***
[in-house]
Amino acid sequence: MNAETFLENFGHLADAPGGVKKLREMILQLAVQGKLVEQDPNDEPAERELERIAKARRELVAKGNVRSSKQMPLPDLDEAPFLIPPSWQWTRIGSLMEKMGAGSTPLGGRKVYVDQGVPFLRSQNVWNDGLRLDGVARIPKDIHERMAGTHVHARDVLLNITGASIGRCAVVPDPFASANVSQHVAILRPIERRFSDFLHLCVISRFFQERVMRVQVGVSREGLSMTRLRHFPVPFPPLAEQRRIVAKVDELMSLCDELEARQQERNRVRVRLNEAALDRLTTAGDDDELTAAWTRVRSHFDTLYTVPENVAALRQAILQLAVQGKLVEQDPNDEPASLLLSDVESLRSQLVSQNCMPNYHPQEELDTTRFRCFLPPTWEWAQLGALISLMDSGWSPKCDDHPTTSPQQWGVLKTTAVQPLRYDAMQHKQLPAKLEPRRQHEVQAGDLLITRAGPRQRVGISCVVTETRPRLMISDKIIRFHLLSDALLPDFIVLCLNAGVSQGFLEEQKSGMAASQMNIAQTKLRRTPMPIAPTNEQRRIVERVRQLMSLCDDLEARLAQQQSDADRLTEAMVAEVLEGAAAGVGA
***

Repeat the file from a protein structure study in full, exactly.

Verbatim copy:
[in-house]
Amino acid sequence: MNAETFLENFGHLADAPGGVKKLREMILQLAVQGKLVEQDPNDEPAERELERIAKARRELVAKGNVRSSKQMPLPDLDEAPFLIPPSWQWTRIGSLMEKMGAGSTPLGGRKVYVDQGVPFLRSQNVWNDGLRLDGVARIPKDIHERMAGTHVHARDVLLNITGASIGRCAVVPDPFASANVSQHVAILRPIERRFSDFLHLCVISRFFQERVMRVQVGVSREGLSMTRLRHFPVPFPPLAEQRRIVAKVDELMSLCDELEARQQERNRVRVRLNEAALDRLTTAGDDDELTAAWTRVRSHFDTLYTVPENVAALRQAILQLAVQGKLVEQDPNDEPASLLLSDVESLRSQLVSQNCMPNYHPQEELDTTRFRCFLPPTWEWAQLGALISLMDSGWSPKCDDHPTTSPQQWGVLKTTAVQPLRYDAMQHKQLPAKLEPRRQHEVQAGDLLITRAGPRQRVGISCVVTETRPRLMISDKIIRFHLLSDALLPDFIVLCLNAGVSQGFLEEQKSGMAASQMNIAQTKLRRTPMPIAPTNEQRRIVERVRQLMSLCDDLEARLAQQQSDADRLTEAMVAEVLEGAAAGVGA